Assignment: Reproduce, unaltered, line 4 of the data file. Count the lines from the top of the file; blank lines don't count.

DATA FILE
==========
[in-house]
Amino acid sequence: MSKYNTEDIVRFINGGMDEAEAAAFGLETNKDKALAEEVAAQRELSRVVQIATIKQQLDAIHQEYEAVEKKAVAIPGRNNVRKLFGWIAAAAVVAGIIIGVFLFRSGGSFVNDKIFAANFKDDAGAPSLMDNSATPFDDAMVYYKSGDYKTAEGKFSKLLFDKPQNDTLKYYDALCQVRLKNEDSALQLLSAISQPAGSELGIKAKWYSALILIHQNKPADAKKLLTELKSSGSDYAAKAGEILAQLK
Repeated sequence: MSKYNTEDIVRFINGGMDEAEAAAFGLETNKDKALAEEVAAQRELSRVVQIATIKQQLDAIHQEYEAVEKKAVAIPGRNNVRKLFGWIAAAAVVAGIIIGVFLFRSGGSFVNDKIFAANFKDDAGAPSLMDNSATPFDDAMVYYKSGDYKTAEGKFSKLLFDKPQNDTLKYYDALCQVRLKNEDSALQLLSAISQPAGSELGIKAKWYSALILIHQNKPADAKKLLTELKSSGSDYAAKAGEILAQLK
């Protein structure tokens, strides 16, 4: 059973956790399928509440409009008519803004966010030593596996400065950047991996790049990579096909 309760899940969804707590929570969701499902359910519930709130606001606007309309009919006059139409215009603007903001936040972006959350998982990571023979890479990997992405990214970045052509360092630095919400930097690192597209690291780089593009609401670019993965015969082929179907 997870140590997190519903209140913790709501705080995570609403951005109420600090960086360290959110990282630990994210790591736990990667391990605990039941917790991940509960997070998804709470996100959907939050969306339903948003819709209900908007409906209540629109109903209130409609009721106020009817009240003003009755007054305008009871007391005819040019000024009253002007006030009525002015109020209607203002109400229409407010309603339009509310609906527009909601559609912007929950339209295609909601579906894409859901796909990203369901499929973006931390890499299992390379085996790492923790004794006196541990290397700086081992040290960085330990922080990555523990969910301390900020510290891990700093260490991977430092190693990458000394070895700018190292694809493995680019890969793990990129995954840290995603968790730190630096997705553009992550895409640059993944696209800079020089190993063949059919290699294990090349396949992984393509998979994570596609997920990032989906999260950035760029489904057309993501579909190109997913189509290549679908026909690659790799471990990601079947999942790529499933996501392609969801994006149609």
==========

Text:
């Protein structure tokens, strides 16, 4: 059973956790399928509440409009008519803004966010030593596996400065950047991996790049990579096909 309760899940969804707590929570969701499902359910519930709130606001606007309309009919006059139409215009603007903001936040972006959350998982990571023979890479990997992405990214970045052509360092630095919400930097690192597209690291780089593009609401670019993965015969082929179907 997870140590997190519903209140913790709501705080995570609403951005109420600090960086360290959110990282630990994210790591736990990667391990605990039941917790991940509960997070998804709470996100959907939050969306339903948003819709209900908007409906209540629109109903209130409609009721106020009817009240003003009755007054305008009871007391005819040019000024009253002007006030009525002015109020209607203002109400229409407010309603339009509310609906527009909601559609912007929950339209295609909601579906894409859901796909990203369901499929973006931390890499299992390379085996790492923790004794006196541990290397700086081992040290960085330990922080990555523990969910301390900020510290891990700093260490991977430092190693990458000394070895700018190292694809493995680019890969793990990129995954840290995603968790730190630096997705553009992550895409640059993944696209800079020089190993063949059919290699294990090349396949992984393509998979994570596609997920990032989906999260950035760029489904057309993501579909190109997913189509290549679908026909690659790799471990990601079947999942790529499933996501392609969801994006149609």